The conflict that seems to be most evident in the play Trifles is the abrogation of the basic rights for safety and liberty, that all females deserve, by a male-dominated society.
The tendency to almost nullify the most basic rights of women, namely, the freedom to be safe and the freedom of expression, is not only evident in John Wright's grievous treatment of his wife for so many years, but also in the treatment that the other two female characters receive when they (the women) make conjectures, emit opinions, or try to come up with simple conclusions.
The fact that the women's observations are rescinded as mere trifles by the "men in charge" illustrates the conflict of the play in terms of gender equality, gender roles, and the societal expectations of the two genders. For example, while the lawyer, sheriff and county attorney are making observations of the home as the crime scene, they do not take into consideration the dire state of the house as a potential clue of the daily struggles in Minnie's life. Instead, they immediately blame Minnie Wright for "not being a good housekeeper".
COUNTY ATTORNEY [...] He goes to the sink, takes a dipperful of water from the pail and pouring it into a basin, washes his hands. Starts to wipe them on the roller-towel, turns it for a cleaner place.] Dirty towels! [...] Not much of a housekeeper, would you say, ladies?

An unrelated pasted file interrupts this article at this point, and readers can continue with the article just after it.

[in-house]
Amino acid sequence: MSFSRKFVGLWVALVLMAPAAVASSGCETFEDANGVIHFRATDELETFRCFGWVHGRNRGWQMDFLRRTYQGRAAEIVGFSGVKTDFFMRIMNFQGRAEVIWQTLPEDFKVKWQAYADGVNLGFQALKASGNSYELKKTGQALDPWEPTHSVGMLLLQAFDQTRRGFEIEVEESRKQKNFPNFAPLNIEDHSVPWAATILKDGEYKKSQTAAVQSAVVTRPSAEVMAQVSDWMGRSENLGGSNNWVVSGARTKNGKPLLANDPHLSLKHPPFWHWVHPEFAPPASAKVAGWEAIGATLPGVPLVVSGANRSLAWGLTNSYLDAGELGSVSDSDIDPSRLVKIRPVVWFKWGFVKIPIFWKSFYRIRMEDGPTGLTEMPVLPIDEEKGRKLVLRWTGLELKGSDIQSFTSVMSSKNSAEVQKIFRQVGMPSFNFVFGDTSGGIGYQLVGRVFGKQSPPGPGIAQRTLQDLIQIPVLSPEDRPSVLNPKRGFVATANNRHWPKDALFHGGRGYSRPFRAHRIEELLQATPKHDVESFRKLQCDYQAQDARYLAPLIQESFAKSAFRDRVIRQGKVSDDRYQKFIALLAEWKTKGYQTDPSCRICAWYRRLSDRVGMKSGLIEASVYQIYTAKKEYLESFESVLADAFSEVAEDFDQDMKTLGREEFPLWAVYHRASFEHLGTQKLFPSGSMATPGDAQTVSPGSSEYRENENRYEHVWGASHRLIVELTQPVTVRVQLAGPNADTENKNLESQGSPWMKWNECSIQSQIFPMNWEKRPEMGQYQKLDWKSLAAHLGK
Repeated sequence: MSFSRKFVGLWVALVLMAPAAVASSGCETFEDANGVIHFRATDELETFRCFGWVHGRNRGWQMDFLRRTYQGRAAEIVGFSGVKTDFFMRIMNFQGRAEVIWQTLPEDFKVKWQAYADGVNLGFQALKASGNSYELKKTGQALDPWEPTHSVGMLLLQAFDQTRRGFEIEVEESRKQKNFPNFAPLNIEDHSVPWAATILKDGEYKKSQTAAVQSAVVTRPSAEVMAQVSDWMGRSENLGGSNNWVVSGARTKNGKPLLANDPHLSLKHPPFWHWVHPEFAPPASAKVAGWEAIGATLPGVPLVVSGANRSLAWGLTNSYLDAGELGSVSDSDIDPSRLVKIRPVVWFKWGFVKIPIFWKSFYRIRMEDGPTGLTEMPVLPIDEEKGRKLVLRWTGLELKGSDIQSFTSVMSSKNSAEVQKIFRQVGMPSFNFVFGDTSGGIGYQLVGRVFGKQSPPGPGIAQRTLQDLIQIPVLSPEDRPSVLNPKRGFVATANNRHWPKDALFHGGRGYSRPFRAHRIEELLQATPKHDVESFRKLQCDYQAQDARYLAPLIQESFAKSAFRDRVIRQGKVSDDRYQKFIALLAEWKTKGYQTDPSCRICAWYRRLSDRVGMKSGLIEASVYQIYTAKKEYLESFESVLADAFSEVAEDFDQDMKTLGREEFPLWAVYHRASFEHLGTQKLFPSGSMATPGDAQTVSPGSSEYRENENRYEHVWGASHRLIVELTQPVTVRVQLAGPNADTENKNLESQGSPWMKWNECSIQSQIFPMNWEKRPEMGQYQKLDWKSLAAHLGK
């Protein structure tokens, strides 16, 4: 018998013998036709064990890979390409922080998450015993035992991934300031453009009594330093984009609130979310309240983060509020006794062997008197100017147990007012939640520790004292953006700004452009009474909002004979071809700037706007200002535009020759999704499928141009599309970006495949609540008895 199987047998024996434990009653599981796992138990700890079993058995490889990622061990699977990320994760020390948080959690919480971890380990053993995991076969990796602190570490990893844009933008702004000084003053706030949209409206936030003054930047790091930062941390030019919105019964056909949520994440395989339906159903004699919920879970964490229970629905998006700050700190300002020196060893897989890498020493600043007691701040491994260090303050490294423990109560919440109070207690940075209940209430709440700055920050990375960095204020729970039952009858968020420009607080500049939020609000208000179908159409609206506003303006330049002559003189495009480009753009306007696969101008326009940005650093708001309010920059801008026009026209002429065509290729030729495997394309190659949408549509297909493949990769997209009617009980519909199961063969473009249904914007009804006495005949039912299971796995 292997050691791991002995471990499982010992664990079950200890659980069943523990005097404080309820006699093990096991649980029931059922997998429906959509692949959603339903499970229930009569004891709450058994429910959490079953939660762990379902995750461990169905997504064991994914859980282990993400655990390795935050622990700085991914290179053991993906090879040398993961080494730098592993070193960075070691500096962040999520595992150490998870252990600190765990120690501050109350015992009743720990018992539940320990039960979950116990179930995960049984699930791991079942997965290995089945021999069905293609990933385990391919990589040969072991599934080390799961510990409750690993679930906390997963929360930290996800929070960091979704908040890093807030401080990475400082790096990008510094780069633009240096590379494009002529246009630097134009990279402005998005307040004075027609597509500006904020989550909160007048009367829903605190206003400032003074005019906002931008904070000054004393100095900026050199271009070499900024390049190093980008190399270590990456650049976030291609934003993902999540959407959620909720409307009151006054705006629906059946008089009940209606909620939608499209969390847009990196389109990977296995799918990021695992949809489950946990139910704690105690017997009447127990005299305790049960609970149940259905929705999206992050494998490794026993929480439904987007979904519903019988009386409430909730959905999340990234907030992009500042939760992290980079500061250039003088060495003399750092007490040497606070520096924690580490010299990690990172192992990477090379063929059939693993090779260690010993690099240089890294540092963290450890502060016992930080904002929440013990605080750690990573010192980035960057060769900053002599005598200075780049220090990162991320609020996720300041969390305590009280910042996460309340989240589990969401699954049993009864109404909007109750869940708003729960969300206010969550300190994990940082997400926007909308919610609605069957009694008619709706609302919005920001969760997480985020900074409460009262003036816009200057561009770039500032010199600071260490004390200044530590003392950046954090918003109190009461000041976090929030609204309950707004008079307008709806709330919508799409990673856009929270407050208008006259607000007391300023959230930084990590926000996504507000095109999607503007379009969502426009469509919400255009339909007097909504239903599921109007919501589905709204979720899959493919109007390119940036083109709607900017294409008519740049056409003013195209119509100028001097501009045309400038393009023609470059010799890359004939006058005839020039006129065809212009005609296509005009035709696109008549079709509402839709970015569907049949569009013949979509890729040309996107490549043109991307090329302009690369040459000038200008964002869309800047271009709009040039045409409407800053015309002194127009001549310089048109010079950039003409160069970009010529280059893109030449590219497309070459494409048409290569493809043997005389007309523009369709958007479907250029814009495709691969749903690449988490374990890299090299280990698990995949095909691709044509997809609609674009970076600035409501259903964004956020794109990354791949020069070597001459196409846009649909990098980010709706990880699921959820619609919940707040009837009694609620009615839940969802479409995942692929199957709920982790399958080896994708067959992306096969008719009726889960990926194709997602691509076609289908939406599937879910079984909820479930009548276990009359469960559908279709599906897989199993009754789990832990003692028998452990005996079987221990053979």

Moreover, the men even laugh at the women's conjectures in a way that, to the modern reader, would see quite rude. This is also because, to the women, this is a customary form of treatment: they are simply to be seen and not heard; they are invisible.
This is evident when the women see the stitching work that Minnie had been working on prior to the murder. To a knowledgeable woman, the disparate stitching would indicate that the person doing the work was in a dire state of anxiety. The fact that the work is in such a state sends immediate signals to Mrs. Hale who already has the feeling that Minnie had snapped. However, when she tries to find an alternative explanation she merely asked:
I wonder if she was goin' to quilt it or just knot it?
To which the men, as they come down from the murder scene, laugh saying:
SHERIFF They wonder if she was going to quilt it or just knot it! [The men laugh, the women look abashed.
Therefore, there is definitely a tendency to scoff at the remarks made by the females of the play precisely because they are "merely" women. This behavior serves as the backdrop of the play: a male-dominated society which does not respect the basic rights of women will never consider their needs as valid. This is what leads John to abuse Minnie, and what leads the men to take value away from the women's thoughts and opinions. Minnie would not stand a chance in a society like her own.